Paul: I get choked up reading Cassidy stuff in a way that is difficult for anyone who hasn’t read the series to understand. As is often the case with vampires, or any non-human protagonist in fiction, he is in many ways the most human and identifiable character in the series.
I can’t comment too much on Cassidy’s larger arc, obviously. But I will say that he is perhaps the most flawed of the three main cast members. I spent a significant period of my life feeling as though my every good intention blew the fuck up in my face. It was depressing and disheartening, and it’s a yoke around Cass’ neck for most of this series.
AJ: I think the reason non-human characters are often so identifiable is that they’re able to reflect on humanity in a way that human characters simply can’t. They exist outside of it, but they aspire to it and see it as something worth striving for and celebrating. We mere mortals are incapable of viewing humanity that way because we never had to fight for it and take it for granted. It’s an interesting contradiction.
Just as this volume opened with a trip to Vietnam, it closes with a look at another messy conflict: Ireland’s Easter Rising in 1916. It’s here we meet a human Cassidy, boyish and meek even with a gun in his hands. He cared so much about the Irish declaring their independence from the English that he lied about his edge to sign up for the fight. His brother joined just to keep an eye on him, which is a good thing, because as Cassidy later realizes, they were merely being used as cannon fodder by the Irish Republican Brotherhood. Proinsias and Billy (hey look, there’s another Billy in a war story) manage to escape the bloodshed, only for Proinsias to be turned by a vampire. Nasty-lookin’ fucker, too. There are many, many interesting things in these last two issues, but one of the most interesting, at least from a mythology standpoint, is that Cass didn’t find any other vampires to show him the ropes or anything like that. He had to figure everything out for himself and chart his own course.
Paul: Y’know, this is probably my tenth reading of this book and I’ve never noticed the Billy thing before.
I kind of love the ambiguity of the vampire mythology in this series. Proinsias (best vampire name ever) is turned by a nameless Hag that he never sees again. There’s no explanation, no training, no apprenticeship. Cassidy is a self-made man. For better or worse.
The scene where he goes to the pub to try and take his leave of the group, only to stand across the street for five hours and watch his friends leave before walking away himself? Chokes me up. “I can never say goodbye, Jesse.”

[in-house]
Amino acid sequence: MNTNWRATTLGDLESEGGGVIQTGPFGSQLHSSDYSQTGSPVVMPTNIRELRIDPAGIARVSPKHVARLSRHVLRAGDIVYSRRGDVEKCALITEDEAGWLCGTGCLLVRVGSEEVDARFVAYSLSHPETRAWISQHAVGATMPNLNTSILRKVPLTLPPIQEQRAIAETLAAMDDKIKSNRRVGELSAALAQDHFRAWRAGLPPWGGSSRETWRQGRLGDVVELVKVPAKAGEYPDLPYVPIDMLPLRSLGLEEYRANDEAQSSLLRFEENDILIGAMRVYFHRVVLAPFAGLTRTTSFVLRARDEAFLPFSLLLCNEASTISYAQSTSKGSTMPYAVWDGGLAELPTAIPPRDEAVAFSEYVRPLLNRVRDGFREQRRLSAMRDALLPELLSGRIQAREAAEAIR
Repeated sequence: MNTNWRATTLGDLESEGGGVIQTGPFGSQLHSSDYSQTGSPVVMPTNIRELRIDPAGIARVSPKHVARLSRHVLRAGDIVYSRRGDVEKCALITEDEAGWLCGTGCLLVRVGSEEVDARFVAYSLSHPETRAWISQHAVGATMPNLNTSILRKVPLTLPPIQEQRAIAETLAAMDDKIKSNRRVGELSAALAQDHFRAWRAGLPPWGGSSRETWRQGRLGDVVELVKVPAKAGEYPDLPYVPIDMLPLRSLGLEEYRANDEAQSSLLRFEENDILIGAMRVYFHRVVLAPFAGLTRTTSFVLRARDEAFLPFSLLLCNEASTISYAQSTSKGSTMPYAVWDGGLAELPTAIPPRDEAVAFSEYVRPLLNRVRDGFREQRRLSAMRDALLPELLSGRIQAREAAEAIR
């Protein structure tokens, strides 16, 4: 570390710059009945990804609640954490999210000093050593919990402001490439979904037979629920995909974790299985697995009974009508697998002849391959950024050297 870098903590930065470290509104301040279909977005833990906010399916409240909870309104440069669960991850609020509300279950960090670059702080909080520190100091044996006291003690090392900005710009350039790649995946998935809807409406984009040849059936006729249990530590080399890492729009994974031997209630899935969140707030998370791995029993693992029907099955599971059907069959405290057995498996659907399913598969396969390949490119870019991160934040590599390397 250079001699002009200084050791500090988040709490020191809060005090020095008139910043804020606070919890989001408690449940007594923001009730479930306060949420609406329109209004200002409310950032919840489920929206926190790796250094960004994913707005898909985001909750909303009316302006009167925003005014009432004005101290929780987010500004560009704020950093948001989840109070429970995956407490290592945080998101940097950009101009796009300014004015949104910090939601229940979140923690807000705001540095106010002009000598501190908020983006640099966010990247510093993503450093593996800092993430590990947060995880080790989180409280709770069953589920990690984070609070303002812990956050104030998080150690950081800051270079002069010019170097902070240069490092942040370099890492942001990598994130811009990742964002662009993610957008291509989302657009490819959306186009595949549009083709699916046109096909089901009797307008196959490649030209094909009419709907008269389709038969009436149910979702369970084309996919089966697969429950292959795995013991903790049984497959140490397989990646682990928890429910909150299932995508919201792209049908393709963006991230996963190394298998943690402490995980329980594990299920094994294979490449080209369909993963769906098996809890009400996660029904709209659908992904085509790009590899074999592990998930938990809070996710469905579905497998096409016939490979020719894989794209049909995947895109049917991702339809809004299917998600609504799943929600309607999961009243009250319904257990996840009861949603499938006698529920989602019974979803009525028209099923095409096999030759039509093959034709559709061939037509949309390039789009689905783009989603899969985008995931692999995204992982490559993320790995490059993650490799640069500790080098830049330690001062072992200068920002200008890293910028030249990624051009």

AJ: Interview with the Vampire-style mentoring is such a big part of our vampire lore these days that Preacher‘s utter lack of a guiding figure or community for Cassidy comes as a shock. It makes for a compelling story, though. He figures out the hard way that he can’t go out in the daylight anymore, and goes around killing sheep until he gets a shotgun blast to the chest for it. He eventually has to leave Ireland because he gets recognized and wants to spare Billy and their parents the confusion and horror of his transformation. So where does a lowly Irish immigrant go in 1916? Why, to America, of course.
Cassidy says something to Jesse that comes as a surprise to us media-inundated 21st century folk. When he came to New York, he had no movies, no TV, no photographs to show him the immensity of the city. He only had stories. So when he sails into Ellis Island to look up and see “the most beautiful lady I’d ever seen in me life,” it’s overwhelming. It’s such a great portrayal of a poor immigrant’s journey to a land of seeming prosperity, and it’s in a fuckin’ insanely violent and over-the-top comic book.
Paul: That’s what I’m talking about, man. This book gets a lot of attention for being bloody and blasphemous. But it’s also an emotional powder keg, and among the most moving treatise on love and friendship ever.
“There was hundreds’ve the hooers, all armed to the bleedin’ teeth, an’ that dicklicker Starr was usin’ me as a trap to get yeh to come to him–an’ yeh didn’t give a fuck. Yeh just walked in anyway, all on yer own, and yeh risked yer life to save mine. An’ the last time anyone did a thing like that for me was me brother, an’ that was eighty years ago.”
AJ: I love Cass and Jesse. Can I ‘ship them?
I also love his final meeting with Mick MacCann all those years later. Kind of reminds me of Morpheus’ meetings with Hob in The Sandman.
AJ: As we wind down, it’s time yet again for me to hit you up for some cryptic teases. Whaddaya got for me this time, Paul?
Paul: Well, next volume is a bit weird, since it’s not actually part of the main series. It’s a collection of tie-ins and mini-series detailing backgrounds for some supporting characters. It adds flavor to the main story, but it’s not really essential.
As for cryptic teasers…Peckerhead. Arseface. “That’s a big fuckin’ snake.”
Next week: Preacher: Vol. 4 – Ancient History, collecting Preacher Special: Saint of Killers #1-4, Preacher Special: The Story of You-Know-Who, and Preacher Special: The Good Old Boys.